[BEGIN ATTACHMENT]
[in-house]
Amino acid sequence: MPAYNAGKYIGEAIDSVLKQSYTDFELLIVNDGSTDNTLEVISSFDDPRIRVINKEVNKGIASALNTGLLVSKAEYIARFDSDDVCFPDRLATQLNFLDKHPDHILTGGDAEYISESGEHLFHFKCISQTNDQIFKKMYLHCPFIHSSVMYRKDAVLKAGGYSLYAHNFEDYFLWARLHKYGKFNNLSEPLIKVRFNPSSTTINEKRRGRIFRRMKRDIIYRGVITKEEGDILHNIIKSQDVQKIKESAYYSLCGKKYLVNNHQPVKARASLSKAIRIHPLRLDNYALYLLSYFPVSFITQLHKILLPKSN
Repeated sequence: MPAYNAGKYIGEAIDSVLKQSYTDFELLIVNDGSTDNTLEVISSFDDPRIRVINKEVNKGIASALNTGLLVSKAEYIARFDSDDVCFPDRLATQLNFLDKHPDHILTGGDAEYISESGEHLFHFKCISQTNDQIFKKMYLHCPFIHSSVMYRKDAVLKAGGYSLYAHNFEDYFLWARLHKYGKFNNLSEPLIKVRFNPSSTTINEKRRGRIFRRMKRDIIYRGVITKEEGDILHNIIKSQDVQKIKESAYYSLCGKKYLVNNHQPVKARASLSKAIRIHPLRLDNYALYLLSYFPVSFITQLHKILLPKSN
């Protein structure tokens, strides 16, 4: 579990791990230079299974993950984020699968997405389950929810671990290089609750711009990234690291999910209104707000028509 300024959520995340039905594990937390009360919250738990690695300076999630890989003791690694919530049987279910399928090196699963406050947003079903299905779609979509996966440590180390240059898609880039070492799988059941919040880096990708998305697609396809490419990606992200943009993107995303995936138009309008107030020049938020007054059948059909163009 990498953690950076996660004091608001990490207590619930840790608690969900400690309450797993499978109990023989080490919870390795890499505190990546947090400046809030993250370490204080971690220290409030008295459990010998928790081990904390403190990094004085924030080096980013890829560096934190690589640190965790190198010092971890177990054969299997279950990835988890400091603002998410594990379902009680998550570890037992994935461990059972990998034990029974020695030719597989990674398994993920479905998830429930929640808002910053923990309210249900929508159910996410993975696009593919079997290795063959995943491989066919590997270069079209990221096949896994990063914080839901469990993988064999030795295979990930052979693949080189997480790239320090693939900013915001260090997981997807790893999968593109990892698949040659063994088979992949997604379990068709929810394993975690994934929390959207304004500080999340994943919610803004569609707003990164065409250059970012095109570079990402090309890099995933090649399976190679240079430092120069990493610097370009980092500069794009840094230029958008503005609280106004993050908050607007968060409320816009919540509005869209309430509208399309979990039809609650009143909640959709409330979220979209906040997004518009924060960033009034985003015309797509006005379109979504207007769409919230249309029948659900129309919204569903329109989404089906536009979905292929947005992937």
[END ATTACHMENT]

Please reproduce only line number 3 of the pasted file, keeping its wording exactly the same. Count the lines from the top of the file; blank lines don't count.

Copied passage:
Repeated sequence: MPAYNAGKYIGEAIDSVLKQSYTDFELLIVNDGSTDNTLEVISSFDDPRIRVINKEVNKGIASALNTGLLVSKAEYIARFDSDDVCFPDRLATQLNFLDKHPDHILTGGDAEYISESGEHLFHFKCISQTNDQIFKKMYLHCPFIHSSVMYRKDAVLKAGGYSLYAHNFEDYFLWARLHKYGKFNNLSEPLIKVRFNPSSTTINEKRRGRIFRRMKRDIIYRGVITKEEGDILHNIIKSQDVQKIKESAYYSLCGKKYLVNNHQPVKARASLSKAIRIHPLRLDNYALYLLSYFPVSFITQLHKILLPKSN